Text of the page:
Rho and Rac promote acinar morphological changes, actin reorganization, and amylase secretion

Yan Bi, Sophie Le Page, John A. Williams

Abstract

Supramaximal stimulation of isolated pancreatic acini with specific agonists such as CCK induces the formation of large basolateral blebs, redistributes filamentous actin, and inhibits secretion. Rho family small G proteins are well documented for their function in actin reorganization that determines cell shape and have been suggested to play a role in secretion. Here, we determined whether Rho and Rac are involved in the morphological changes, actin redistribution, and inhibition of amylase secretion induced by high concentrations of CCK. Introduction of constitutively active RhoV14 and RacV12 but not Cdc42V12 in mouse pancreatic acini by adenoviral vectors stimulated acinar morphological changes including basolateral protrusions, increased the total amount of F-actin, and reorganized the actin cytoskeleton. Dominant-negative RhoN19, Clostridium botulinum C3 exotoxin, which inhibits Rho, and dominant-negative RacN17 all partially blocked CCK-induced acinar morphological changes and actin redistribution. To study the correlation between actin polymerization and acinar shape changes, two marine toxins were employed. Jasplakinolide, a reagent that facilitates actin polymerization and stabilizes F-actin, stimulated acinar basolateral protrusions, whereas latrunculin, which sequesters actin monomers, blocked CCK-induced acinar blebbing. Unexpectedly, RhoV14, RacV12, and jasplakinolide all increased amylase secretion by CCK from 30 pM to 10 nM. The data suggest that Rho and Rac are involved in CCK-evoked changes in acinar morphology, actin redistribution, and secretion and that inhibition of secretion by high concentrations of CCK is not directly coupled to the changes in acinar morphology.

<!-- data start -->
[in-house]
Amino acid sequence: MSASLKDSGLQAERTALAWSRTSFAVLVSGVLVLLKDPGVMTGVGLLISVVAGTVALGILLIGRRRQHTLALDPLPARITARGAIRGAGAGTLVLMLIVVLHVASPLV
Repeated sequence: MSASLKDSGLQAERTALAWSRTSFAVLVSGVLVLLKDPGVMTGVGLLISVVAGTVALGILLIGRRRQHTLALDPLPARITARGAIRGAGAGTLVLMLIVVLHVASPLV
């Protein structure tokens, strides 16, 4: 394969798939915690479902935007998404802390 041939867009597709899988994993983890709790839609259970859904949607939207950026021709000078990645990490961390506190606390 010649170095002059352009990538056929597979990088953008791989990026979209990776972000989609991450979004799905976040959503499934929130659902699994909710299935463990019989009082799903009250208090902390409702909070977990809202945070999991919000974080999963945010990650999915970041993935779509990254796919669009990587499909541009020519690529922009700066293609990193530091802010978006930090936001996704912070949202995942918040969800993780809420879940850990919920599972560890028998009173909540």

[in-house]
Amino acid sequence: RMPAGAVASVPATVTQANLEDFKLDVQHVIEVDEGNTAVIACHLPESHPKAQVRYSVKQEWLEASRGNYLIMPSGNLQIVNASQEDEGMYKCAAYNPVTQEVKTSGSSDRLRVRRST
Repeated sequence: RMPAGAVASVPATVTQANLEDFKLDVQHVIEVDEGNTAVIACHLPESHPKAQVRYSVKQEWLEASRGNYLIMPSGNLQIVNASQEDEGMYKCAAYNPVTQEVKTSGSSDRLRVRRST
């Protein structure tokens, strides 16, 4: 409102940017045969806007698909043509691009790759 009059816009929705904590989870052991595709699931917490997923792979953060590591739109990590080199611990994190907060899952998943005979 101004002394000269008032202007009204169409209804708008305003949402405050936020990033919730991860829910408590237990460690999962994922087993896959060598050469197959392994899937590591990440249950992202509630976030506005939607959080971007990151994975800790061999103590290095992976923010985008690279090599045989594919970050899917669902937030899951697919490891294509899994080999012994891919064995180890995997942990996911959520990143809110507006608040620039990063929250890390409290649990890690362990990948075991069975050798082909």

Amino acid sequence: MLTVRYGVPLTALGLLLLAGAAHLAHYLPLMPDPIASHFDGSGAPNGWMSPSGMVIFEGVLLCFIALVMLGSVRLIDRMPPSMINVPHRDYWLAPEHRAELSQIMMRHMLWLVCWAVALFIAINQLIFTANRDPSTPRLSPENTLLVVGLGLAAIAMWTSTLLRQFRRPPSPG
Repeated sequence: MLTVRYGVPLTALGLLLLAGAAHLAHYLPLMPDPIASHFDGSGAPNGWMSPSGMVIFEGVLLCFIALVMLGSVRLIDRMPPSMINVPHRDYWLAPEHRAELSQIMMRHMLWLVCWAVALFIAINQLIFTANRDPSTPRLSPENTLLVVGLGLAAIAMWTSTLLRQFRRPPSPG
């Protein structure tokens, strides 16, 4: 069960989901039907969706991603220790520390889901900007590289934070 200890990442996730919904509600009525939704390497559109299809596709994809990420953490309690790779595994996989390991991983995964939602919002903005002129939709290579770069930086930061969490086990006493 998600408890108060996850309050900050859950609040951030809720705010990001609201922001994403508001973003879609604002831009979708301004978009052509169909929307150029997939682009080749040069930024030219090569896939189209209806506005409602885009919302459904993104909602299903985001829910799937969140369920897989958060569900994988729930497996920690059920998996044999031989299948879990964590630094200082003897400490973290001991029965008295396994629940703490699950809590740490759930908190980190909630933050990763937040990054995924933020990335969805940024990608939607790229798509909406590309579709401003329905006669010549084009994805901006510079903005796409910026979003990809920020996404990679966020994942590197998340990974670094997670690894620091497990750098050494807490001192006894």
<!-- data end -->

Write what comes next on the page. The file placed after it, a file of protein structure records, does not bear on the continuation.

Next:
• pancreas
  • latrunculin
  • jasplakinolide